Author Topic: 45 degree angle cuts  (Read 1982 times)

0 Members and 1 Guest are viewing this topic.

Offline Packard

  • Posts: 1878
45 degree angle cuts
« on: November 28, 2022, 04:41 PM »
I’ve had my Festool track saw for about 3 years now but all I have ever done is cuts with the blade set at 90 degrees.

I now want to make a cabinet with mitered corners.  I could simply make 90 degree cuts and then bring it to the table saw to make the miter trims.  But if it is no more difficult to make 45 degree angle cuts with the track saw, then that would be preferable. 

Is there anything I have to watch out for?

I will be making  16” x 16” blanks, mitered at two opposite edges to be joined with about a 6” x 16” piece on both sides.  This will be wall mounted and used as an night stand.  There will be two; one on either side of the bed.

I have a 32” and two 55” tracks.  For this, I would probably use the 32” unless there is some reason not to.

I have two TSO squaring arms with parallel guides also.

Any tips or cautions would be appreciated.

I’ve done this type of joint many times.  I usually cut to the exact size first with the table saw blades set at 90 degrees.  Then I use a sacrificial fence and cut off the miters. 

But I am planning on a couple of very wide low cabinets (72” wide x 16” deep).  Trying to make the miters like I have been on a piece that long would be very challenging and I would likely fail.  I would need a sliding table saw to do that easily.  (Or the track saw.)

So the night tables are sort of a trial balloon—for the learning curve.

Any tips would be appreciated.

Packard

Festool USA does not pre-approve the contents of this website nor endorse the application or use of any Festool product in any way other than in the manner described in the Festool Instruction Manual. To reduce the risk of serious injury and/or damage to your Festool product, always read, understand and follow all warnings and instructions in your Festool product's Instruction Manual. Although Festool strives for accuracy in the website material, the website may contain inaccuracies. Festool makes no representations about the accuracy, reliability, completeness or timeliness of the material on this website or about the results to be obtained from using the website. Festool and its affiliates cannot be responsible for improper postings or your reliance on the website's material. Your use of any material contained on this website is entirely at your own risk. The content contained on this site is provided for informational purposes only and does not constitute professional advice.


Offline Crazyraceguy

  • Posts: 2330
Re: 45 degree angle cuts
« Reply #1 on: November 28, 2022, 05:41 PM »
Practice it on some scrap first. There is a bit of a learning curve to it.
You need to be clamped firmly, but be very aware to not distort the track while clamping.
Have enough track on both sides of the cut. You need to be fully plunged before making contact and be sure to follow through fully. I like to have a hand on the base plate as I go.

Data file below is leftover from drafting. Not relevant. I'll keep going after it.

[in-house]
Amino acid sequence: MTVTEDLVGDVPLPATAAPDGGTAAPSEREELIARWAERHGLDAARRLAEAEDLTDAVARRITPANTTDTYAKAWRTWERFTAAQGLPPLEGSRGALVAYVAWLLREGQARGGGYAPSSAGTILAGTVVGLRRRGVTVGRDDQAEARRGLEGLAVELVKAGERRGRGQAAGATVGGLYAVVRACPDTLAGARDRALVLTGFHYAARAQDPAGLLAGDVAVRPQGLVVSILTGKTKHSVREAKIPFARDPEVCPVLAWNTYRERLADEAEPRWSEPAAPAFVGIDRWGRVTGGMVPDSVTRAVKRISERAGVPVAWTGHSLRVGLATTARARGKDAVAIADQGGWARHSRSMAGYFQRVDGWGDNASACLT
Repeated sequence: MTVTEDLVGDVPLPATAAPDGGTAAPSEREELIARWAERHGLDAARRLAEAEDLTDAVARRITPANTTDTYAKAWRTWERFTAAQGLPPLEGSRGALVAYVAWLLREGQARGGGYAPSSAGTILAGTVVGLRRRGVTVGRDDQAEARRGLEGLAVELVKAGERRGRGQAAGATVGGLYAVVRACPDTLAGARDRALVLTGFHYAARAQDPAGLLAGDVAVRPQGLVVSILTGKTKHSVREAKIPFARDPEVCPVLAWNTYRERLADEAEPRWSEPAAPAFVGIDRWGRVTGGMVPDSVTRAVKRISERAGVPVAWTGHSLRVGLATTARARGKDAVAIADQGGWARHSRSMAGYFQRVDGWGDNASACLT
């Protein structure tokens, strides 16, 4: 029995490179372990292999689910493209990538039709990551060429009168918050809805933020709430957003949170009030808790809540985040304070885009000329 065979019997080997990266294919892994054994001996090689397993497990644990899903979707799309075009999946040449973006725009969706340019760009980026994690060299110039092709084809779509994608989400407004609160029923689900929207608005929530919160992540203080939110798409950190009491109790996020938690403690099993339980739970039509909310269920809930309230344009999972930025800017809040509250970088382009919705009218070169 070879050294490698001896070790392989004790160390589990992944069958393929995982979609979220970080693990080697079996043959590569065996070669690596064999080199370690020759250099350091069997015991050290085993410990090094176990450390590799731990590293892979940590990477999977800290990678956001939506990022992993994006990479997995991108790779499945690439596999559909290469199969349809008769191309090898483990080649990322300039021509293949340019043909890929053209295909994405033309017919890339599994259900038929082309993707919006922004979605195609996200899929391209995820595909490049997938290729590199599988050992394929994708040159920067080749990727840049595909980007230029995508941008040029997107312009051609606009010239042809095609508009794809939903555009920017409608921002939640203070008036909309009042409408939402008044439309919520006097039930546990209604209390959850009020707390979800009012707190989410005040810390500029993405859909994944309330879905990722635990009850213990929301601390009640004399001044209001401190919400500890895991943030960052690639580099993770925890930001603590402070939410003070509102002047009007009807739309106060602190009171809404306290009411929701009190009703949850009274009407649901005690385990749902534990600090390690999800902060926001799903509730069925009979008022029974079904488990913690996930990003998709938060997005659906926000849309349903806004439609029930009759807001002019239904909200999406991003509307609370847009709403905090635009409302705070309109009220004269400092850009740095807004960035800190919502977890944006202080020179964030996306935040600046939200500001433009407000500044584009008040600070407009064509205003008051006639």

CSX
DF500 + assortment set
PS420 + Base kit
OF1010
OF1010F
OF1400
MFK700 (2)
TS55, FS1080, FS1400/ LR32, FS1900, FS 2424/ LR32, FS3000
CT26E + Workshop cleaning set, Bluetooth remote
CT15
RO90
RO125
ETS EC 125
RAS115
ETS 125 (2)
RTS 400
TS75
Shaper Origin/Workstation/Plate
MFT clamps set
Installers set
Centrotech organizer set
Socket/Ratchet set
Pliers set

Online Lincoln

  • Posts: 308
Re: 45 degree angle cuts
« Reply #2 on: November 28, 2022, 06:03 PM »
I prefer a thick kerf blade in general, but in particular when cutting bevels/mitres.

Offline Packard

  • Posts: 1878
Re: 45 degree angle cuts
« Reply #3 on: November 28, 2022, 06:18 PM »
Thanks for the replies.

The cuts will be 16”, just like the larger cabinet.  The pieces will be easier to handle because they are small.

If I had to make the angle cuts on the table saw, I would change the design.  The only reason this seems possible is because I have the track saw.

I should be able to try this later this week or the beginning of next week.

Offline neilc

  • Posts: 3112
Re: 45 degree angle cuts
« Reply #4 on: November 28, 2022, 08:50 PM »
I’d set up so you can clamp the track to the wood on each end. The saw at 45 degrees will have a tendency to tilt off the rail so secure the rail and concentrate on a consistent down force on the saw to the track as you cut through the pieces. 

Check your angles.  Better to have an angle tight at the corner so you can hide any potential gaps from a cut less than 45 degrees. 

Think about cleanup.  I made a sanding block with a 45 piece attached to it and adhesive sandpaper on the angle so I could clean up any saw marks consistently after cutting.  That might be a consideration for you if your mitered corners will be exposed.  In my case, I did waterfall cuts across pieces to make a consistent grain pattern across the top and down the two sides as well as relief 45 degree cuts on the front edges for a mid-century look.

I assume you are using dominoes on the angles.  Just make sure that you sand them enough so that clamping the case up gives you freedom to easily pull the pieces together.  I also place painters tape on the inside of each 45 to capture any squeeze out and then wipe it down before the glue is fully dry.